Young was originally called Lambing Flat and Aussies may remember learning about the Lambing Flat Riots when you were at school. This is a brief synopsis from the Young website, but you can find out more if you click here.

The site where Young now stands consisted of a well sheltered valley with good water and it was here that White built sheep yards and a shepherds’ hut. The area was reserved for lambing ewes, and therefore was in turn given the name of ‘Lambing Flat’.

The beautiful valley remained as such for 34 years until 1860 when White’s nephew Dennis Regan and Alexander ‘the Yankee’ found gold at the spot in the creek at the rear of the current Lambing Flat Folk Museum. Within 12 months some 20,000 miners were busy extracting the precious metal from the earth. Amongst them were some 2,000 Chinese miners.

The European miners deeply resented the Chinese and in 1861 riots began with the Chinese being forced from the fields time and time again. The Official Riot Act was read to the miners on the 14th July 1861, this being the only official reading in NSW history to rioting miners.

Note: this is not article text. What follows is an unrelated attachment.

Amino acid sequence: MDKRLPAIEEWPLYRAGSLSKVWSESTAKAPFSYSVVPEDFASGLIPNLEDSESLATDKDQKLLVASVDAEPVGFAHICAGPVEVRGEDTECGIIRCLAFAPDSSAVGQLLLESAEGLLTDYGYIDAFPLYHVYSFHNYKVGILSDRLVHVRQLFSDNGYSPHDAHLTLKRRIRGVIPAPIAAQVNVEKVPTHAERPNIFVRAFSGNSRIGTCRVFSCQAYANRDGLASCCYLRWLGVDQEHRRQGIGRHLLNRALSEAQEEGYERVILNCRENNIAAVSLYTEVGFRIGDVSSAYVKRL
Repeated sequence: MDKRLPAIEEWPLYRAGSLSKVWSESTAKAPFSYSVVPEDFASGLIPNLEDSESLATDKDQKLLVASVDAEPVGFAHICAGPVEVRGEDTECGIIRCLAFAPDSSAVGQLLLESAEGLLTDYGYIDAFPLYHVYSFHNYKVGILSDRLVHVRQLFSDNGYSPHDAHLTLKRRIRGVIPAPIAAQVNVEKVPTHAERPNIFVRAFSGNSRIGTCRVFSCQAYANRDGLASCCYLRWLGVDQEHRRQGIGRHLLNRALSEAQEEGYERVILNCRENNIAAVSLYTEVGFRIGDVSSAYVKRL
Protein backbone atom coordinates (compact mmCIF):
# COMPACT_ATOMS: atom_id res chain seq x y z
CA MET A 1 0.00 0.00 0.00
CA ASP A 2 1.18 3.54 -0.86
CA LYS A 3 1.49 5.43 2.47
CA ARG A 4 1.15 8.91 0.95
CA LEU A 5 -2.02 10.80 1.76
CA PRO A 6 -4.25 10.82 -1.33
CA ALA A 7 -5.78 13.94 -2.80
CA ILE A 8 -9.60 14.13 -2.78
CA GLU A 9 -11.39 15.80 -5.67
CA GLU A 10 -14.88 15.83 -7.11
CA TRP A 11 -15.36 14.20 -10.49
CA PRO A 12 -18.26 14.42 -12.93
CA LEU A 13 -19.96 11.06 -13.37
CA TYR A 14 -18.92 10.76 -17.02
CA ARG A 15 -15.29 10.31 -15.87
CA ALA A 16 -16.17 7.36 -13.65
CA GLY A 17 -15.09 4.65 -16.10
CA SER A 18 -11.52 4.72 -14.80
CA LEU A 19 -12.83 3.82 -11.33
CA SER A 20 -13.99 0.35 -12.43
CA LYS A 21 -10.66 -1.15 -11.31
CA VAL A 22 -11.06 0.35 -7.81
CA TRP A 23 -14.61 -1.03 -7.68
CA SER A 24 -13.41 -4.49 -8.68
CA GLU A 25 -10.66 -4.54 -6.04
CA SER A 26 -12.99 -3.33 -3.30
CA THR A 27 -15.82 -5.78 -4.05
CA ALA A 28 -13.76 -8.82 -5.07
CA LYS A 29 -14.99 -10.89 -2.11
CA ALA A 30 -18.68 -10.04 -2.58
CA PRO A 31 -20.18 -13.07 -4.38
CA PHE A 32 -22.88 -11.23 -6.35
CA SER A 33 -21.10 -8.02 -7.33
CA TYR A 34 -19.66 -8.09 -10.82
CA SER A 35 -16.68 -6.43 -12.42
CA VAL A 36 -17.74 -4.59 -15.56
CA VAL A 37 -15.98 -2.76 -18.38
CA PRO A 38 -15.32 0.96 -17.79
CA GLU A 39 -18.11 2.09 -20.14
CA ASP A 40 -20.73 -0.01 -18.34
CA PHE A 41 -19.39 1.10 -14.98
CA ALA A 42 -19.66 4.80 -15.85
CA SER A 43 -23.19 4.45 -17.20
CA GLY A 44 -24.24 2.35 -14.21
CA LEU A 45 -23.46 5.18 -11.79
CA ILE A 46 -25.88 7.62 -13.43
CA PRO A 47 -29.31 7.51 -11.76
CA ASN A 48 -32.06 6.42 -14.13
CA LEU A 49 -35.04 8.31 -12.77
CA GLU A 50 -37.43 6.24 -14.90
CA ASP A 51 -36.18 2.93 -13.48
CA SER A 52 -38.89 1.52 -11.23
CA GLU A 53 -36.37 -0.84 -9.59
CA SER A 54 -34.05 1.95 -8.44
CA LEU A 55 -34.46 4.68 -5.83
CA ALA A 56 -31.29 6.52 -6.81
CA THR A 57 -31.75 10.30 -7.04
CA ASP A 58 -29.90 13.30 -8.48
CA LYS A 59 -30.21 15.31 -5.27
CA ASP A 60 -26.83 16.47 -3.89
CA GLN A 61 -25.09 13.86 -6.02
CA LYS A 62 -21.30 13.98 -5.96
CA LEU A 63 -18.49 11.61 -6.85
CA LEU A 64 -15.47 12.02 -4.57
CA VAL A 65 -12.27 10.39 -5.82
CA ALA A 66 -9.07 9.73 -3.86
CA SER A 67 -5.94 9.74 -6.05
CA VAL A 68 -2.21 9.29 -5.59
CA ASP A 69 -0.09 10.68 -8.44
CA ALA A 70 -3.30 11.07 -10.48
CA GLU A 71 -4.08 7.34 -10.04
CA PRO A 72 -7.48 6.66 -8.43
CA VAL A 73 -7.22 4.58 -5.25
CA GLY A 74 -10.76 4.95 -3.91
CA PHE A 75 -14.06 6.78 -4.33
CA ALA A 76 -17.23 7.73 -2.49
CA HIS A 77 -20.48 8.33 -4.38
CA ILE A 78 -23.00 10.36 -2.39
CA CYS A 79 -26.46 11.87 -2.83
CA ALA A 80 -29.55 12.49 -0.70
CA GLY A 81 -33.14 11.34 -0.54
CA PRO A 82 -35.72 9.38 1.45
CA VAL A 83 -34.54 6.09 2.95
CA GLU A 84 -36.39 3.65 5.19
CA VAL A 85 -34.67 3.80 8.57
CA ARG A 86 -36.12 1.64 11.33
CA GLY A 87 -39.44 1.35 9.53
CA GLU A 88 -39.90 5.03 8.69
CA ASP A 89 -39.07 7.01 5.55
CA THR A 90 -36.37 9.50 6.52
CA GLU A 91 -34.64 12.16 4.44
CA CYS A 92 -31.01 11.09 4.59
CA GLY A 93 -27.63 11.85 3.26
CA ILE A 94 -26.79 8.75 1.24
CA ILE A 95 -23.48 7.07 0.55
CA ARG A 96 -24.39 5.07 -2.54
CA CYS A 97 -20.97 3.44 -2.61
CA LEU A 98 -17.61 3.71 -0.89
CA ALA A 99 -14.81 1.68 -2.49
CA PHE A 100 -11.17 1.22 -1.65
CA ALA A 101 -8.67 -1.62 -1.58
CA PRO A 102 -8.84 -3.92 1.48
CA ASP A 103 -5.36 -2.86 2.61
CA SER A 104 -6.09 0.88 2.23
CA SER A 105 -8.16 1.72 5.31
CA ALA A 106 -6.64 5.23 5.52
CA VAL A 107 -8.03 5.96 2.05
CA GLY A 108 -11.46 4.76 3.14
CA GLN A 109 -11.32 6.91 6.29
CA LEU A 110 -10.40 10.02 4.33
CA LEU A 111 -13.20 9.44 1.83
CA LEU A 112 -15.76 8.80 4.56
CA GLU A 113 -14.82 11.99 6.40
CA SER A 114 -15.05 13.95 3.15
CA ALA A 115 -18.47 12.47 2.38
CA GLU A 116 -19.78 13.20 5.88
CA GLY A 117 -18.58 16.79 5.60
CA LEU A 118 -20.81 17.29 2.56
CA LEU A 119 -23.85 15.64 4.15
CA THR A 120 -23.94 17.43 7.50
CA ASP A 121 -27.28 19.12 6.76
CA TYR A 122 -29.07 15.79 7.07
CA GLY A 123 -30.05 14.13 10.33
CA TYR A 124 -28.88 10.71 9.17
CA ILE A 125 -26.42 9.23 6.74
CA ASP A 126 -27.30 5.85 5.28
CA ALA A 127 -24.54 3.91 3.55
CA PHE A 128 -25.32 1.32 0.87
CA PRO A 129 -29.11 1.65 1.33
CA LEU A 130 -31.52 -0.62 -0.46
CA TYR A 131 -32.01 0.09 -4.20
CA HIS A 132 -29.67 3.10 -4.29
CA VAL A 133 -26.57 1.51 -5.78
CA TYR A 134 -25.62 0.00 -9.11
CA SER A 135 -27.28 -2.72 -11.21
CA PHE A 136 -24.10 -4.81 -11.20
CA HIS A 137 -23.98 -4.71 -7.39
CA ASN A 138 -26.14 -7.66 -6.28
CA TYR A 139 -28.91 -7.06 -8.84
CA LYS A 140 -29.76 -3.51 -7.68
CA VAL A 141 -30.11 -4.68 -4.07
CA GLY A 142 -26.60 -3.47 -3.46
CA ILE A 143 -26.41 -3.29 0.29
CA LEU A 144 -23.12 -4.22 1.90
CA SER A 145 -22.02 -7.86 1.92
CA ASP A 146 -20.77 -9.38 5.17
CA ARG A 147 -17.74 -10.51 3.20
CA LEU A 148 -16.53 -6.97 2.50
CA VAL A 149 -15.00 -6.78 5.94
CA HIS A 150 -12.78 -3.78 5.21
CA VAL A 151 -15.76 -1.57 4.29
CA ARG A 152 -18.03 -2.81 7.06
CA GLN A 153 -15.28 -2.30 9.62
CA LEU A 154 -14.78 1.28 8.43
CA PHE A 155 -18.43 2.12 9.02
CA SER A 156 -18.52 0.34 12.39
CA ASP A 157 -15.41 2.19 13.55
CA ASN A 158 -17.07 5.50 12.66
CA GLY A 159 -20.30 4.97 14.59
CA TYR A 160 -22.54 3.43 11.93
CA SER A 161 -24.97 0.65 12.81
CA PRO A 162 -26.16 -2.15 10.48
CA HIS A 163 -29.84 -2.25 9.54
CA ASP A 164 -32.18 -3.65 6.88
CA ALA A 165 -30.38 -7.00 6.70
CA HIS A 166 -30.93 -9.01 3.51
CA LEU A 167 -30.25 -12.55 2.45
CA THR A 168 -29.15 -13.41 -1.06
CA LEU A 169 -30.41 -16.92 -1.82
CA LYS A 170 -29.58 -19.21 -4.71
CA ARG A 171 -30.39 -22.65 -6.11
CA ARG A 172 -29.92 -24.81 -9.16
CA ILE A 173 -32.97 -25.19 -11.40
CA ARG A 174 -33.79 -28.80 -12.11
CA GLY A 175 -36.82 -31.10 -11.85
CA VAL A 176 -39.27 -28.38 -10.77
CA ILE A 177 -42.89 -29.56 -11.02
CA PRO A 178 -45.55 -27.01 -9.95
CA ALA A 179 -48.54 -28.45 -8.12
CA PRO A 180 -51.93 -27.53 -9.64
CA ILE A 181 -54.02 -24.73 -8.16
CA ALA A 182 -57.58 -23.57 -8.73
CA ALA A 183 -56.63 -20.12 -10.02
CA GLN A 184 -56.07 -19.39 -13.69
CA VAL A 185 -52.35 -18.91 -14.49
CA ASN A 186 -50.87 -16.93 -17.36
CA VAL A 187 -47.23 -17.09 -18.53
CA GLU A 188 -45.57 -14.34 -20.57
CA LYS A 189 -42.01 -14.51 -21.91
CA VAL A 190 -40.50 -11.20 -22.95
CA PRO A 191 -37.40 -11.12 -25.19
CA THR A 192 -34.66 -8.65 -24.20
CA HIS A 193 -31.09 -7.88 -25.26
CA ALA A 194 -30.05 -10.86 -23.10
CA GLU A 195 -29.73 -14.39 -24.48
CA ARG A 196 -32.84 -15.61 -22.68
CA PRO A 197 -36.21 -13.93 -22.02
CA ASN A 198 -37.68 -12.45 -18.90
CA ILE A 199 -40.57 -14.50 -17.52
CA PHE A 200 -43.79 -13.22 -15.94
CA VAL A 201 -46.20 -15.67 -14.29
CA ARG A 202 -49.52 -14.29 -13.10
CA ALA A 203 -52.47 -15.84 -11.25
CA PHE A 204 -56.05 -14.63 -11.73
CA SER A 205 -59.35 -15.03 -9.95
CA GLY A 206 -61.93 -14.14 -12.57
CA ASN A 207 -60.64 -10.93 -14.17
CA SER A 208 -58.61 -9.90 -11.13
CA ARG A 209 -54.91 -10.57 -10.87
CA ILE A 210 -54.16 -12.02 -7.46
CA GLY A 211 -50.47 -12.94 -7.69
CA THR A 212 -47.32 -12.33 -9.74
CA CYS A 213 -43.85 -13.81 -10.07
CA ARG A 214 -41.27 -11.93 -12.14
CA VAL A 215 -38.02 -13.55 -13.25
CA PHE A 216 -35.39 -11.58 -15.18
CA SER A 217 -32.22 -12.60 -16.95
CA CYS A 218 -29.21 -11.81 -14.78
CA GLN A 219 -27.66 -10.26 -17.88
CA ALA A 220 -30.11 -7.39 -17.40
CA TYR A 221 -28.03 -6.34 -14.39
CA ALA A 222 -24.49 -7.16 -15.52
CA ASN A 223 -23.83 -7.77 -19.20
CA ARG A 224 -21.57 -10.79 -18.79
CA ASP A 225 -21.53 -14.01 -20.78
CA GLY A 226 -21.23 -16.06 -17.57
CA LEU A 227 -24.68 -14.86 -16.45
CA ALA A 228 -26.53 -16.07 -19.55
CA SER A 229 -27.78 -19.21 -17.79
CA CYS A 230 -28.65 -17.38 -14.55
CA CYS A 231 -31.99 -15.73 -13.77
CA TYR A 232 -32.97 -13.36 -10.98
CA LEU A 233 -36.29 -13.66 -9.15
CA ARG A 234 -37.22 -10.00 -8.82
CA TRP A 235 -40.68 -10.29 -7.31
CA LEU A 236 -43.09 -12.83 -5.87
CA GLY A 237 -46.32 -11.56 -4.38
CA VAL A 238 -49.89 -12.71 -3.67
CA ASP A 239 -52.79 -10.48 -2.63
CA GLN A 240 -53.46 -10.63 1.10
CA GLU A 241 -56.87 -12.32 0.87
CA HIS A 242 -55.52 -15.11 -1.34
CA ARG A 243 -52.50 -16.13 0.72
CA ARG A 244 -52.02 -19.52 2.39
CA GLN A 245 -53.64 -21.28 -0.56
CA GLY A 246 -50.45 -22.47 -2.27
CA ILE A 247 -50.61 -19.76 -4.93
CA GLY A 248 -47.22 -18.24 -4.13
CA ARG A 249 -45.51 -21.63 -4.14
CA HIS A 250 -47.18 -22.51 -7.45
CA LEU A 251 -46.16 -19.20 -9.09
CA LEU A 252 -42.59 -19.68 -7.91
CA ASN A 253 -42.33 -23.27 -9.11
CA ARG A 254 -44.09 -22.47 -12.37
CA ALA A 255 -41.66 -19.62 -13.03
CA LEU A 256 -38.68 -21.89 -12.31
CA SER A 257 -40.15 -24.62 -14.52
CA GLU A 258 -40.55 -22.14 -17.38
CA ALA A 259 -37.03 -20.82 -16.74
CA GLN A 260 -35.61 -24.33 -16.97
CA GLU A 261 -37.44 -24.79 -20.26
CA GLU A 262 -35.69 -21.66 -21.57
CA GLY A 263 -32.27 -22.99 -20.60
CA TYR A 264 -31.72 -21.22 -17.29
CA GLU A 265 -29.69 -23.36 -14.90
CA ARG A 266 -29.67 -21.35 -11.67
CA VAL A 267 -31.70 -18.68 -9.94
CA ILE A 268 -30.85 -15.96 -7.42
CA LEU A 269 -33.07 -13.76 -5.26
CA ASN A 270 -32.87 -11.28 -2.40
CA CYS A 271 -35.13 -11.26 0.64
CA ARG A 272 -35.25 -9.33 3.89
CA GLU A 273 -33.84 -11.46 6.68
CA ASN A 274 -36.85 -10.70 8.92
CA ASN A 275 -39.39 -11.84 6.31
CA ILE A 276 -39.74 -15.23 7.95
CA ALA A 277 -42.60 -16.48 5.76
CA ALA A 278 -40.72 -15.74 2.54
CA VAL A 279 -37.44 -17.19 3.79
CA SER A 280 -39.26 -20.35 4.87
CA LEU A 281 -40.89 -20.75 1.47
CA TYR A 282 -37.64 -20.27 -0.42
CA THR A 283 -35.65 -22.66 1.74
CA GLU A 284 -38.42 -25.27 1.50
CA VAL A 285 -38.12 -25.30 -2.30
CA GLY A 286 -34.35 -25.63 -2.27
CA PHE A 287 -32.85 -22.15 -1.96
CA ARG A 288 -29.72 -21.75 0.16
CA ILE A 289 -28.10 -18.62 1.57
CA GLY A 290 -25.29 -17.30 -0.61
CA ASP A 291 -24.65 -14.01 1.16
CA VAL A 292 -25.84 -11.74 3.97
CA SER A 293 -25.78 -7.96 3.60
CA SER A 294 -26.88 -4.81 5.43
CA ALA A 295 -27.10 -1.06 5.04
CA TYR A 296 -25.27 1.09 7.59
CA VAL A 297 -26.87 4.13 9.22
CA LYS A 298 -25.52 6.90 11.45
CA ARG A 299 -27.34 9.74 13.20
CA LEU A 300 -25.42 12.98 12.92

Today, Young is more famous for its cherries and they have a festival coming up in December that you can get more info about here. One of the locals told us that frosts and a dry winter have restricted the cherry crop this year, so if you thought they were expensive to buy before just wait until they hit the shops this year!

ImageWe didn’t stop in Cootamundra but drove through on our way to Bethungra Dam. I was looking forward to seeing the Cootamundra Wattle, which I thought would be flowering at this time of the year but it wasn’t noticeable.  When I started looking for info about this wattle it is described as a weed!

For more info about Cootamundra click here.